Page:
What if you could swallow a pill-sized device that could diagnose whether you have a peptic ulcer or a bile obstruction? Engineers at MIT and Caltech have created just that: an ingestible sensor that could help physicians more easily identify and diagnose gastrointestinal motility disorders. 

According to the National Institute of Diabetes and Digestive and Kidney Diseases, digestive diseases affect around 60 to 70 million people and cause around 48 million trips to the hospital per year. Up until now, doctors have diagnosed GI motility disorders using X-Rays or catheters, or through more invasive means like endoscopy — a procedure during which a long tube with a camera is inserted down a person’s throat into the esophagus. 

Courtesy of MIT

This new wireless device could change the game, allowing physicians to pinpoint the problem area without any of the invasive procedures. In a study published in Nature Electronics, the team behind the device revealed their findings. 

“Many people around the world suffer from GI dysmotility or poor motility, and having the ability to monitor GI motility without having to go into a hospital is important to really understand what is happening to a patient,” Giovanni Traverso, an associate professor of mechanical engineering at MIT and a senior author of the study, told MIT News. 


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The ingestible sensor is shaped like a pill and can be monitored as it passes through a person’s digestive tract. Using magnetism, the sensor is able to detect an external electromagnetic coil outside a person’s body. “The strength of the field varies with distance from the coil, so the sensor’s position can be calculated based on its measurement of the magnetic field,” MIT News explains. Using this data, physicians are able to track where slowdown issues in the digestive system might occur.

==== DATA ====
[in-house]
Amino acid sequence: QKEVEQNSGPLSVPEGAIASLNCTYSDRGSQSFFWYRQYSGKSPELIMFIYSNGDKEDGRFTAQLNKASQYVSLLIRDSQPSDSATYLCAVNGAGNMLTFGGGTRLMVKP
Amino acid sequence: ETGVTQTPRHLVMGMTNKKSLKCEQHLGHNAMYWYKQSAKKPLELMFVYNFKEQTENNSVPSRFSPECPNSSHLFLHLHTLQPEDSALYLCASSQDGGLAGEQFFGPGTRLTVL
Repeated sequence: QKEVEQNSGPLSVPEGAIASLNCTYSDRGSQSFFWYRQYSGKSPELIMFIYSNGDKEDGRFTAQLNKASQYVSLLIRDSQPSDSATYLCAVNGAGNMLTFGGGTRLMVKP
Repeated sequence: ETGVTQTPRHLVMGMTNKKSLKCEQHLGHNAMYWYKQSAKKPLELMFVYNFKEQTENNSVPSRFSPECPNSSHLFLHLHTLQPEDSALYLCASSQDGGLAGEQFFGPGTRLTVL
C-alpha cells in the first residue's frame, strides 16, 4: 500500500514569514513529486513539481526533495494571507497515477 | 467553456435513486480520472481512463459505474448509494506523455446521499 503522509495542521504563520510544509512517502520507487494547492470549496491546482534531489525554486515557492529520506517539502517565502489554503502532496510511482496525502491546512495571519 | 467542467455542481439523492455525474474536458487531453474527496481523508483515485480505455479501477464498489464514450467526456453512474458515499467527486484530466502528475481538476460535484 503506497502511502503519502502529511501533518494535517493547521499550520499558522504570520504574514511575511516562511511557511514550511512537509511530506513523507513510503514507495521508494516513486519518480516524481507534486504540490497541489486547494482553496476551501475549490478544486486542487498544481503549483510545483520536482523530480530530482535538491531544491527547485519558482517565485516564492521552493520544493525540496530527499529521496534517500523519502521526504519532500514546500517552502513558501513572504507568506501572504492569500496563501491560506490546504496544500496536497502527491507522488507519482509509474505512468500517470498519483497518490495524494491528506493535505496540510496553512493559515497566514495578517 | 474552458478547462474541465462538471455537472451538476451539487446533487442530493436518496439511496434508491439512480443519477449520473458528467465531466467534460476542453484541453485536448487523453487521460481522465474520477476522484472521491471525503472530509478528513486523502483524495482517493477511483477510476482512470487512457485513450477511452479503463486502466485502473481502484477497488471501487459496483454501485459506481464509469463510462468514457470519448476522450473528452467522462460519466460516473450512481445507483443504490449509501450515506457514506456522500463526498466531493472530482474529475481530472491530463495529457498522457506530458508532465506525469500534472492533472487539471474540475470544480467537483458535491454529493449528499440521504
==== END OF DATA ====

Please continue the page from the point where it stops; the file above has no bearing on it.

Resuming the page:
Saransh Sharma,a graduate student at Caltech and author of the study, told MIT News, “Because the magnetic field gradient uniquely encodes the spatial positions, these small devices can be designed in a way that they can sense the magnetic field at their respective locations. After the device measures the field, we can back-calculate what the location of the device is.”

Courtesy of MIT

For the study, researchers tracked the sensors throughout the digestive systems of several large animals. Based on the findings, the measurements were accurate within 5 to 10 millimeters when compared to X-rays. 

As far as next steps, the team is looking to continue conducting trials on animals as they pursue potential manufacturing of the product. They hope to eventually progress to human trials to assess whether the device could be a viable solution in helping those with GI issues. 

Traverso said, “The ability to characterize motility without the need for radiation, or more invasive placement of devices, I think will lower the barrier for people to be evaluated.”